Public reminded to stay away from sites with Giant Hogweed

Giant hogweed in full growth near Conna bridge in recent times. (Picture: Lorna Macdonald)

Giant Hogweed (Heracleum Mantegazzianum) is an invasive plant species which grows up to 5 metres tall. It was originally introduced into Ireland over 50 years ago as an ornamental garden plant. It has rough serrated leaves one and a half metres wide, and large umbrella-like flowers that can yield many tens of thousands of viable seeds.

The plant requires ongoing management to keep it under control. Private landowners are responsible for it on their lands and in Limerick, Limerick City and County Council is responsible for managing it when it occurs on land under its management. They are now calling on the public to stay away from any such sites due to the dangers involved. Other public bodies with responsibility for managing land and water courses also have a role to play. 


Giant Hogweed is easy to identify when mature, but more difficult when young. For tips on how to identify it at all stages of growth, and how to distinguish it from our native hogweed (Heracleum Sphondylium) and other similar native species see

Ireland’s climate suits Giant Hogweed perfectly. It favours the damp, open margins of river banks where its seeds can readily disperse downstream.

It is regarded as one of the world’s worst invasive alien plants for the following reasons: 

– It produces a toxic sap in all parts of the plant which can cause a very serious burn that is known as a phytophotodermatitis because the sap is activated by light.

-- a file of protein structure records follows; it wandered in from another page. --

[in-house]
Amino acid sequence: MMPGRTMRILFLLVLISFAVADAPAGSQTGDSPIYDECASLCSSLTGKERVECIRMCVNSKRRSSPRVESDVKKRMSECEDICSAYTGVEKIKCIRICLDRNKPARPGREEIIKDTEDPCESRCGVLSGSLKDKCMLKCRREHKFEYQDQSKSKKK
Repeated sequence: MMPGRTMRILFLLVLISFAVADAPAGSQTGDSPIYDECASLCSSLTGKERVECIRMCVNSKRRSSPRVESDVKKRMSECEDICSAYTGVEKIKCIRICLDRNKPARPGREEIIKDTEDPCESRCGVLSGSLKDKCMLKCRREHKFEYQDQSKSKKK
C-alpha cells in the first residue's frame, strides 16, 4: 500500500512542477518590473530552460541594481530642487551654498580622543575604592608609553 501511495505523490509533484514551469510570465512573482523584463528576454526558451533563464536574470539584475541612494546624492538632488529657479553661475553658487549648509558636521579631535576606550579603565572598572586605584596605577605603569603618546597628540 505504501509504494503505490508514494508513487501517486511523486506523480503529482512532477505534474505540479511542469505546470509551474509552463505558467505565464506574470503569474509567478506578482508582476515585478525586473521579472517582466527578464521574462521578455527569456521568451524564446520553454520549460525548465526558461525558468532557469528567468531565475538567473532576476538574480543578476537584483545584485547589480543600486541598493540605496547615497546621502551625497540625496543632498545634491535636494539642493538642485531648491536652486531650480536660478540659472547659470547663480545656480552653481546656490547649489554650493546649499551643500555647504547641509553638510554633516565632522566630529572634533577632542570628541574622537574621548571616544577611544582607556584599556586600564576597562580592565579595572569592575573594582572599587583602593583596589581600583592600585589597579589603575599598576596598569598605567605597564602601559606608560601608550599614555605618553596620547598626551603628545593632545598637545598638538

– Its sheer size shades out smaller native plant species and eventually kills them. Because Giant Hogweed seeds are relatively heavy, they tend to fall within a few metres of the parent plant, and this leads to dense infestations of hundreds of plants across a small area. 

– In the winter it dies back. Because there is no native vegetation, soil is exposed and river banks become vulnerable to erosion. 

– One plant can produce a large number of seeds which can disperse downstream if the parent plant is near water. There is also evidence that Giant Hogweed seeds are being accidentally harvested with fodder crops, and may germinate at the location the fodder is taken to. This means that Giant Hogweed can be found in any location. 


Giant Hogweed is controlled by two pieces of European Union legislation: Invasive Species of European Concern (EU Regulation 1143/2014); and EC (Birds and Natural Habitats) regulations S.I.477 (2011) 

For more information visit the Ireland’s Invasive Species website (managed by the National Biodiversity Data Centre). 

You can report any sightings/incidences on